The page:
As the coronavirus surges across many parts of the United States, hospitals are feeling the strain. The intensive care unit beds are at 100% capacity in some hospitals and are fast approaching that number in others.
In Florida, 56 hospitals had no available adult ICU beds as of Tuesday. Just over half, 40, were smaller hospitals with no more than 20 ICU beds. But even some much larger hospitals are feeling pressured. Baptist Hospital of Miami had less than 7% of ICU beds available, while Tampa General had only 2%.
In the Houston area, 94% of ICU beds were in use, according to the SouthEast Texas Advisory Council, a coalition of healthcare providers.
Hospitals in Houston could be “overwhelmed” within the next two weeks, Mayor Sylvester Turner said Sunday. “The number of people who are getting sick and going to the hospital has exponentially increased,” he added. “The number of people in our ICU beds has exponentially increased.”
Texas Medical Center, also located in Houston, has 1,362 patients in ICU beds, 600 of whom have COVID-19. That exceeds the 1,330 ICU beds that TMC has in non-pandemic times. However, TMC has plans to mobilize another 877 beds for intensive care if necessary.
“As the number of positive cases continues to climb across our community, Memorial Hermann continues to pivot and plan accordingly,” said a spokesperson for Memorial Hermann hospital, part of TMC. “We are actively expanding our available ICU capacity to help care for the growing number of COVID-19 positive patients in our facilities.” She also stated that Memorial Hermann was rescheduling some less urgent surgical procedures.
The Dallas-Fort Worth area is in better shape, but officials there are concerned about the rate of COVID-19 growth.
“We are currently at 73% occupancy in ICU beds, with approximately 1,750 COVID-19 patients in North Texas,” said Dallas-Fort Worth Hospital Council President/CEO Stephen Love. “However, we’ve had a 2.5 times increase in COVID-19 patients over the last three weeks.” He anticipated that hospitals would have to implement plans they have in place to deal with the surge in two to three weeks.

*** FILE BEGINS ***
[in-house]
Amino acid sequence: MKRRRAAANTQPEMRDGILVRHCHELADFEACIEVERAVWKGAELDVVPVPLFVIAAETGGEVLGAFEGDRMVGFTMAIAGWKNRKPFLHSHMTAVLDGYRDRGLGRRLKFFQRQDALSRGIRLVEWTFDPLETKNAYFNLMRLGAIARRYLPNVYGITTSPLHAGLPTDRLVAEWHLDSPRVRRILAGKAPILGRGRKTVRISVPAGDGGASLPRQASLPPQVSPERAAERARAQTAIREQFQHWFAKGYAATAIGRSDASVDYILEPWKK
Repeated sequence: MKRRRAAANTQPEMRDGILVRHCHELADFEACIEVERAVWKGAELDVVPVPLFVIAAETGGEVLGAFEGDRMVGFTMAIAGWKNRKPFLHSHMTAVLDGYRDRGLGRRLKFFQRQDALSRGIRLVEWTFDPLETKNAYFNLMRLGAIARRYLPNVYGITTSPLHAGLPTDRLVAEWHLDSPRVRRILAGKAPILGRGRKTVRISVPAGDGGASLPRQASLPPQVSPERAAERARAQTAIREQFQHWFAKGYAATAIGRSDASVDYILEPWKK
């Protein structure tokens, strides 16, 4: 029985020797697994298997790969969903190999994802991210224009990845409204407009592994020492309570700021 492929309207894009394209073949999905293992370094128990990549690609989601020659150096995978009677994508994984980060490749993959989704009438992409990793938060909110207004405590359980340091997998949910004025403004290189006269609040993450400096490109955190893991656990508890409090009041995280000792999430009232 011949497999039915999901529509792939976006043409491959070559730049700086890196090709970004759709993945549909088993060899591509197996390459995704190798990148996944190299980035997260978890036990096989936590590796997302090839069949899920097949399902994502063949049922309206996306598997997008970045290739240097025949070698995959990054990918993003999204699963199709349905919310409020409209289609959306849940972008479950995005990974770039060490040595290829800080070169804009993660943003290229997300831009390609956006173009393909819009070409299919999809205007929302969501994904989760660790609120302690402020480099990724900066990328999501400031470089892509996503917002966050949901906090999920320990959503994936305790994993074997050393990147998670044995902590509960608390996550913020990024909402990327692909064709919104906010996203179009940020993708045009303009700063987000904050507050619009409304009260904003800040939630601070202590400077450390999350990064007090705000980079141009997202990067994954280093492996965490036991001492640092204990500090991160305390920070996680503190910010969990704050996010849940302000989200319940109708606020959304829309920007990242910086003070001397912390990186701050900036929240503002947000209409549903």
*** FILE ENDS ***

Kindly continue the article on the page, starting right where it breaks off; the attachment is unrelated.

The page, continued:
In late June, Dr. Cara Crist, director of the Arizona Department of Health Services, announced that hospitals could activate “crisis of care” standards as the coronavirus surged. This enables hospitals to allocate scarce resources based on factors such as the likelihood that a patient will survive.
The department’s website reports that 9 out of every 10 ICU beds are occupied in the state. However, it has held steady at that rate for the last week.
Yet what occurs at the state level is not always reflected at individual hospitals. The ICU unit at Banner University Medical Center Phoenix has exceeded capacity. Critically ill patients are being rerouted to the emergency room or surgery recovery rooms.
The same holds true for South Carolina. In the southeastern corner of the state, roughly 83% of acute care beds are filled in hospitals in both Georgetown and Horry counties, according to the South Carolina Department of Health and Environmental Control. ICU beds are considered acute care beds, although not all acute care beds are part of a hospital’s ICU.
But Tidelands Health, which serves parts of Horry and Georgetown counties, announced on July 1 that the number of its COVID patients had increased from three to 40 in only two weeks. That has increased again in the last week.
“We have 50 COVID-19-positive patients today, with another 11 awaiting test results,” said Dawn Bryant, a senior communications strategist for Tidelands. “Our ICUs are at 96% capacity.”
A few places are seeing some modest improvement. A press release issued June 19 by the Health District of Yakima County in Washington stated that county hospitals were “exceeding capacity” due to the “highest rate of COVID-19 infections” in the state.
On Tuesday, a spokesperson for the health district said that while conditions at Yakima County hospitals can change from day to day, “As of today, our county is stable [regarding] hospital capacity.”